Zeb: I think there will be a push for Central Banks to get the highest level of adoption for their own digital currency. That being said, these digital currencies will still need to be converted into different currencies. That’s why I see Swift acting as a great conduit between them, providing its developed further.
Matt: Digital currencies are definitely on the radar of tier one Banks like JPM for example. I think it’s really interesting to see how the use of these currencies are being developed.
Ryan: As a stand-alone asset class, one interesting thing to note is these Digital offerings are starting to be recognised. Money managers and IFA’s are starting to advise that investors should hold digital assets as part of a portfolio.
Do you think Bitcoin has been used as a safe haven whilst we have endured Covid?
Matt: I think investors are chasing yield’s and return’s, so Bitcoin has benefited from the volatility in the stock market and anyone who invested in Bitcoin at the start of Covid, will have done very well indeed.
The ban on petrol and diesel cars
Will there be enough vehicles to supply the market and is this plan even feasible?
Matt: I am an early adopter of the electric car; I think it is the start of the green revolution. The government has more than just the ban on petrol and diesel cars on the agenda, they have a whole ten-point plan to achieve zero emissions by 2050. It’s a really ambitious plan and we all have to embrace the objective. I am not quite sure we are there with the infrastructure. As it stands there are still not that many electric cars on the road, the obvious restrictions still remain. Cost, range and the ability to charge. To replace 17 million cars is a huge undertaking, not just on the manufacture of the vehicles but on creating the infrastructure. If you can park on your own driveway and charge your vehicle, then it’s not too bad, but what if you can’t. What if you live in a city, or a densely populated housing estate?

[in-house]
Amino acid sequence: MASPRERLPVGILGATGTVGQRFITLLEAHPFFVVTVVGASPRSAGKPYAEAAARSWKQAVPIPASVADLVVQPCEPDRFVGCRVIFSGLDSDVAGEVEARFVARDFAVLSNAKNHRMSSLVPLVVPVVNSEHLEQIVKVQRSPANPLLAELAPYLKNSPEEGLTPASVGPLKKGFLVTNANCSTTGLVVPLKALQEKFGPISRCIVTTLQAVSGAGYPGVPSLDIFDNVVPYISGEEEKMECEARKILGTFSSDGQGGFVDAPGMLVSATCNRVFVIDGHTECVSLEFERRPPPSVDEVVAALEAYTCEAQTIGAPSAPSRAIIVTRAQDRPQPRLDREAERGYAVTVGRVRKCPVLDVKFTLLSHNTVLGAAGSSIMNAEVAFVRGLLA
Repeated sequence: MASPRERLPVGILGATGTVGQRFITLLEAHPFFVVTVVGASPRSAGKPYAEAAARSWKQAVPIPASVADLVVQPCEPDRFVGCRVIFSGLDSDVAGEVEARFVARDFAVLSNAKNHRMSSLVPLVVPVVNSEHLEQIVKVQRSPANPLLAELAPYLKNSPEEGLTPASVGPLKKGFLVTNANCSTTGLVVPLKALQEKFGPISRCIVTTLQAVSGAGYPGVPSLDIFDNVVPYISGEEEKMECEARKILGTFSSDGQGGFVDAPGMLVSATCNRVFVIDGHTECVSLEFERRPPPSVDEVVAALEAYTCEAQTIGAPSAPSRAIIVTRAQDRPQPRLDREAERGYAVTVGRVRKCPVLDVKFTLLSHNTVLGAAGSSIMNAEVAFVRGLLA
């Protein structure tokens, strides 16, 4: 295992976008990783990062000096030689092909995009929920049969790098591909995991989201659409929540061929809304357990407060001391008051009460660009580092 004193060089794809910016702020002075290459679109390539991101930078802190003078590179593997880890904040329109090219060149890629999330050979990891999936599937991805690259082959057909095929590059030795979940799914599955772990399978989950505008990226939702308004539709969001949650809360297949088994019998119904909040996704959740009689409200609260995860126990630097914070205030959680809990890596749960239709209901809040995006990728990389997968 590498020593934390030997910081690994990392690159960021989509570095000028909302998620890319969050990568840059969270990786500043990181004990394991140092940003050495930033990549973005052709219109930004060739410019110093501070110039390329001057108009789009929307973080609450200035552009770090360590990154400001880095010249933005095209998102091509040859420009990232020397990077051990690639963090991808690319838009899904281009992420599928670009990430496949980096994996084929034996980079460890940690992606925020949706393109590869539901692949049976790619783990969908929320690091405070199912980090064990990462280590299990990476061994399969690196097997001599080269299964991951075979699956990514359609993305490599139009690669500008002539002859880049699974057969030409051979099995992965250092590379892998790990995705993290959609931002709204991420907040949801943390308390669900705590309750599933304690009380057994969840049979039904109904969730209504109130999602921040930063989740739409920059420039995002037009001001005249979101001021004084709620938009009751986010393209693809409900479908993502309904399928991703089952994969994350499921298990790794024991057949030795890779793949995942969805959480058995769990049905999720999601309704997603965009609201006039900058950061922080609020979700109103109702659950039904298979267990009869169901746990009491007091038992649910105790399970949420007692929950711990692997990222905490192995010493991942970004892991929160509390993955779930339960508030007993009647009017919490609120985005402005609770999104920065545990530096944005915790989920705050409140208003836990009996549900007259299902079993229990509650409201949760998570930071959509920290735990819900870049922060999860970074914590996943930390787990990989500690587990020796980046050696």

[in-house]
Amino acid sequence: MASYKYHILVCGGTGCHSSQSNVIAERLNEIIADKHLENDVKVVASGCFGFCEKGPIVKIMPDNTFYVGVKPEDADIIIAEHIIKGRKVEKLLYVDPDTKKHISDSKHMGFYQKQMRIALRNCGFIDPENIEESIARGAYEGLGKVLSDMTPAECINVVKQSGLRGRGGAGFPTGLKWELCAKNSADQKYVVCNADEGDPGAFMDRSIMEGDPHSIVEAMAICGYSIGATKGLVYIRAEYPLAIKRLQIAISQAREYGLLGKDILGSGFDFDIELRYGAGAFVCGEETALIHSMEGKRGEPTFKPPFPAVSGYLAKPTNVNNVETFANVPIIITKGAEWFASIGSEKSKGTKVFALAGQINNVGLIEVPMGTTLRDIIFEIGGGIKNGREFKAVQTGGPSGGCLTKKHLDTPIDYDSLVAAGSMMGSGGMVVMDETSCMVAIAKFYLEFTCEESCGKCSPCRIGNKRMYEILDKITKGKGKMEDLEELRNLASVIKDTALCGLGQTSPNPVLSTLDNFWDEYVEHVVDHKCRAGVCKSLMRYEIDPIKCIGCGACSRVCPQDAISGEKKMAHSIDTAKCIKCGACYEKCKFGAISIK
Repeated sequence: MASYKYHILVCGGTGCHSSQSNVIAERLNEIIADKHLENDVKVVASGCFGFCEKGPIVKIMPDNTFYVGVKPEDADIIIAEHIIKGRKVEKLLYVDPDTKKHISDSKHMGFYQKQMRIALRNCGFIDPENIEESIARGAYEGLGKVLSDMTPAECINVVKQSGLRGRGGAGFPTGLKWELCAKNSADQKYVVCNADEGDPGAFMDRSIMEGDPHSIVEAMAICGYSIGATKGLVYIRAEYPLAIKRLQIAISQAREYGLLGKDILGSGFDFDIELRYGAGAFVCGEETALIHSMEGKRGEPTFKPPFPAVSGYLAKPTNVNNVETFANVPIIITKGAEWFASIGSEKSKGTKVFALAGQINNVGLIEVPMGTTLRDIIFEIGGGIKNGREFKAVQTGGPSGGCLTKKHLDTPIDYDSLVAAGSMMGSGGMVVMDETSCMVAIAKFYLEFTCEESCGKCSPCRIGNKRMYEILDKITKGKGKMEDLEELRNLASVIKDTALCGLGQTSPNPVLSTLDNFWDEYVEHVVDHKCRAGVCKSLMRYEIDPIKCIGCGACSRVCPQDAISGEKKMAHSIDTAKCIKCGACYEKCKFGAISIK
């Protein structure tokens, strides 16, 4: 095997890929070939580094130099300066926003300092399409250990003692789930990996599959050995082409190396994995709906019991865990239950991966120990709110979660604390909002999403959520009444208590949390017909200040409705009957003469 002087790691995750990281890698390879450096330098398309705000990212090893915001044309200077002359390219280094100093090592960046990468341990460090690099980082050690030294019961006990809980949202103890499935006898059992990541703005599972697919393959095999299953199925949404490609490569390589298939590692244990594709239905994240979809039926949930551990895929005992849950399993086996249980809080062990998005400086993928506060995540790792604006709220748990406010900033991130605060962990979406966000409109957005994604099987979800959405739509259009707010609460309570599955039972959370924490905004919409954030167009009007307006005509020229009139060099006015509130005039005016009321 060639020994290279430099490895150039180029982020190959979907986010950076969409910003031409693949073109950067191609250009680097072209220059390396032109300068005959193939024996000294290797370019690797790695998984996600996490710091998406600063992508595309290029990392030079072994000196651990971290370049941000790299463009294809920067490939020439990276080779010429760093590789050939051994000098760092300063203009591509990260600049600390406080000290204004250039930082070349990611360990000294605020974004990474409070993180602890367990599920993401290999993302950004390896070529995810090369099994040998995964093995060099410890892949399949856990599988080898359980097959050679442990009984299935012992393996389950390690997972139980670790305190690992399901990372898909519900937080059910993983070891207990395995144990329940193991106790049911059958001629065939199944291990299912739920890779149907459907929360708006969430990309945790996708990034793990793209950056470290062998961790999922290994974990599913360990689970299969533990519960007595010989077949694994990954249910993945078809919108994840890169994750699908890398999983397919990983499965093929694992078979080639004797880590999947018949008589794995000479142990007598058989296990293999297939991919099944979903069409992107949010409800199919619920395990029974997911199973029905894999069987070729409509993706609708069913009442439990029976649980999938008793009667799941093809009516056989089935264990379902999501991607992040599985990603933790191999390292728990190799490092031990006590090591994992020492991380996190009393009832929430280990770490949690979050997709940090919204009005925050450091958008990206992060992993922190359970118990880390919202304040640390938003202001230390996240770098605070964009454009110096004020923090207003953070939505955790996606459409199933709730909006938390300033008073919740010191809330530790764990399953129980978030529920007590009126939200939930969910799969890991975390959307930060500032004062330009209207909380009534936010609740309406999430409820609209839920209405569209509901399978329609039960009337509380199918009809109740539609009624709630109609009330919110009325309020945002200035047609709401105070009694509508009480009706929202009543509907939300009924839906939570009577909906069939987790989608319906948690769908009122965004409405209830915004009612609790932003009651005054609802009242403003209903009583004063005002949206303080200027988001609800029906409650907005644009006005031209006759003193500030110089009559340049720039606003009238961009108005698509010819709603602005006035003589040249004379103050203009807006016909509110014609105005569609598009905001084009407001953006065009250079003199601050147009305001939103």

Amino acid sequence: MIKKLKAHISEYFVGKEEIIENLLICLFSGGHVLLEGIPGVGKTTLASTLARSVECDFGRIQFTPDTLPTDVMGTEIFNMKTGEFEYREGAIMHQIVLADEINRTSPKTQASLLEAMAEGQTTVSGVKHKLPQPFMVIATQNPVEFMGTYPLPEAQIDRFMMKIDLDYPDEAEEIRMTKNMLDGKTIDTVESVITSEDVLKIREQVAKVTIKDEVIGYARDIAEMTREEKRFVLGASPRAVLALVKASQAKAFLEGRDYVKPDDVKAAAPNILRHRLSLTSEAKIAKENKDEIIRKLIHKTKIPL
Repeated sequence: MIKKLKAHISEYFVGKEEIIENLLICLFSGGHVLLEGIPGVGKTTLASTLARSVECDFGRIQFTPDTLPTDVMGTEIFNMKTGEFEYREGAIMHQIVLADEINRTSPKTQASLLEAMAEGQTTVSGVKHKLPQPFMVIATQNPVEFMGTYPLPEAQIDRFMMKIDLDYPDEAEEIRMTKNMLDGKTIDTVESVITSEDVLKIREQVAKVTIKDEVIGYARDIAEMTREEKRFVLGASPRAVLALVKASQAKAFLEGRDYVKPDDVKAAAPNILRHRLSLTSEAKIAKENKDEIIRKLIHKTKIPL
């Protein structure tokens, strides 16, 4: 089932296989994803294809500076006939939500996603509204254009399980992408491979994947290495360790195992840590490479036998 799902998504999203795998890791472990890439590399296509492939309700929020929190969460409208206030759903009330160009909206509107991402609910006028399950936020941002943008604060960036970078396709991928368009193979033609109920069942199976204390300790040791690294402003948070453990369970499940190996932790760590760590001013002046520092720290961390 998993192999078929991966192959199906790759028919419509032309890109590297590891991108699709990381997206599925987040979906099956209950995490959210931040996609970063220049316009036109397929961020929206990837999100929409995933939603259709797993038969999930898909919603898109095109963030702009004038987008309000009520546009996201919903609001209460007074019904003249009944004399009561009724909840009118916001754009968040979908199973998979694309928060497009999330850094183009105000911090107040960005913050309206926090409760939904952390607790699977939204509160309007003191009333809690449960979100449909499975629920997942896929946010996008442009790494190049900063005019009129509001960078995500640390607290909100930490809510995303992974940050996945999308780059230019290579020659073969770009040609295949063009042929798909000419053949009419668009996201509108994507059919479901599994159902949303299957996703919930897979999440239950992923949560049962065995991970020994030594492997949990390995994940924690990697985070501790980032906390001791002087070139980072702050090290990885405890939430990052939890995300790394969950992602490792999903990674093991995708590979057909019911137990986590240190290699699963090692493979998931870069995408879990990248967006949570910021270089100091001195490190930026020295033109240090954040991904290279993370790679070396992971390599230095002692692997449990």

This plan only affects the sale of new cars, I am not sure when the plan encompasses older vehicles. The other consideration is the impact on taxes, the overall duty on petrol and diesel will diminish and that shortfall will have to be clawed back somehow.